Sometimes referred to as build number, the c/n is a (usually sequential) number allotted to each
aircraft built by an aircraft manufacturer. DeHavilland started at number 1 but
once a number of models had been developed each model was given a separate sequence.
In the case of the Airspeed Oxford built by DeH the sequence overlapped with that of the Tiger Moth.
Some confusion is created as a result of overseas manufacturers, who produced the Moth and Tiger Moth
under licence, using their own c/ns in the same series.
The Tiger Moths built by De Havilland in the UK, Australia and New Zealand have a metal plate on the
cockpit panel identifying the construction number and manufacturer. Aircraft built by Morris Motors have
a brass plate rivetted to the top face of the bottom longeron starboard side near the pilot's feet quoting
'MCO DHxxxx DRG NO U2925'. If the magic number 81923 is added to the 'xxxx' number you arrive at the c/n!
B class markings
Reference will be seen to serials of the format E-xx (i.e. the prototype Puss Moth c/n 396 was
registered E-1). These are Class B markings allocated to manufacturers for test or experimental
purposes. The prefix for De Havilland was originally E- followed by one or two digits.
During the second world war this was amended to E followed by a zero and three digits (ie E0234 was
the Mosquito prototype). Subsequently manufacturers were given codes which consisted of G- followed
by an individual number identifying the manufacturer (5 for De Havilland), a dash, and a sequential number.
Spanish Civil War Aircraft
The following codes were worn by aircraft on both sides in the Spanish Civil War
|DH80 Puss Moth|
|DH82 Tiger Moth||EP|
|DH83 Fox Moth||30|
|DH85 Leopard Moth||30|
|DH87 Hornet Moth||TH|
|DH89A Dragon Rapide||40||LR|
Portuguese Army Codes
Portuguese serials were changed many times. Originally the serials were allotted by base:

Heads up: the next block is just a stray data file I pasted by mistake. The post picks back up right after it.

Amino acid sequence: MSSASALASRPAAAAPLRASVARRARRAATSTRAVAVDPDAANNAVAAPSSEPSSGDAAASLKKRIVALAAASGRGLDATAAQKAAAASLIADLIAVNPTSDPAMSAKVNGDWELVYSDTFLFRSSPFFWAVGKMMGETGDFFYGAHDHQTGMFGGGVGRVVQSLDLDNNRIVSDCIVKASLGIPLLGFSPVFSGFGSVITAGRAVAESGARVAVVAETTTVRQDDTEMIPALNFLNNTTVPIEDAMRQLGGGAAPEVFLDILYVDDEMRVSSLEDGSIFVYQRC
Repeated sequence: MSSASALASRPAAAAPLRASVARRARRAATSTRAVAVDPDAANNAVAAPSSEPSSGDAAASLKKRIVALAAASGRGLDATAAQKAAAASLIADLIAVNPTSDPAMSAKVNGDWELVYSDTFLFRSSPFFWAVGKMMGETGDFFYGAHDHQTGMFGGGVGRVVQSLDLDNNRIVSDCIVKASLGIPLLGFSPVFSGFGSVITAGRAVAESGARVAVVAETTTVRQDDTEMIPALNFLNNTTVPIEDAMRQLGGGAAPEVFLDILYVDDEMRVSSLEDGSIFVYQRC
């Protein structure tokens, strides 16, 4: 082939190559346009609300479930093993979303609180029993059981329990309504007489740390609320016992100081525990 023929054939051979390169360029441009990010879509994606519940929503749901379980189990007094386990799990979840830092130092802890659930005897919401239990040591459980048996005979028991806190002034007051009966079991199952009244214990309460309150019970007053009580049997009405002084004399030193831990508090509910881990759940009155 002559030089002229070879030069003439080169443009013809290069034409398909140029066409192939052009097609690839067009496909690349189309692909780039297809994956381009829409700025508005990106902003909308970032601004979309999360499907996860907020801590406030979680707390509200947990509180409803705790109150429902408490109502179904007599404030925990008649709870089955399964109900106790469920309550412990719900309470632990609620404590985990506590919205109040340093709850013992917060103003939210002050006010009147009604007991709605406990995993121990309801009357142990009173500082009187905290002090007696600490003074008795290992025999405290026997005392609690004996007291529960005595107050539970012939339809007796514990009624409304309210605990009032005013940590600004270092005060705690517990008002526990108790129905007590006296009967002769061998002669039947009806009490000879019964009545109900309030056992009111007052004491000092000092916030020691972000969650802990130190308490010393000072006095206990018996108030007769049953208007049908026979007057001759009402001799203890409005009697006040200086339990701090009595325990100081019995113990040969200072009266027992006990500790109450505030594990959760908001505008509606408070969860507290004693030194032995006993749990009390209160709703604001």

- Sintra used 1,2,3 etc which later changed to 100,101 etc
- Tancos used 10,11,12 etc which changed to 135,136,etc
In 1937 the system changed so that all Moths had serials in the 101-150 range and
Dragons were in the 501-549 range. The Moth which was previously 100 became 120.
In Mozambique Tiger Moths wore 1-9 and the Hornet Moth 10
In 1952 the system changed again to 1180-1188 for the Tigers and 9201 for the Hornet
but this change was probably not implemented. The Dragon became 23..
Elementary Flying Training Schools ('EFTS')
The Tiger Moth was principally used during the war by the Elementary Flying Training Schools
For details of the EFTS and other training schools click here
The DX and MC serials
A total of 420 RAF serials in the DX... series were allotted to Australian
built Tiger Moths, of which 214 serials were actually applied. 94 of these
aircraft went to Rhodesia and 120 to South Africa. The South African Air Force
aircraft were given SAAF serials in the 2300 and 2400 range. The Rhodesian
aircraft were generally painted with the code 'MC-' followed by the DeHavilland
Australia production number (i.e DHA526 was DX437 but was painted MC-526).
The aircraft concerned were in the production run DHA526 through to DHA791.
This run included 50 aircraft which went to the RAAF and 2 aircraft to the
Netherlands East Indies - these did not get DX serials.
The DX serials were 437-461 474-512 529-557 569-612 627-665 679-716 (214)
There was some confusion after the war when the 1945 RAF census assumed that
the 'MC' codes were actually RAF serials. As as result Form 78 movement cards
were created for the surviving aircraft. In addition various movement cards
confuse the DX serial with the MC serial.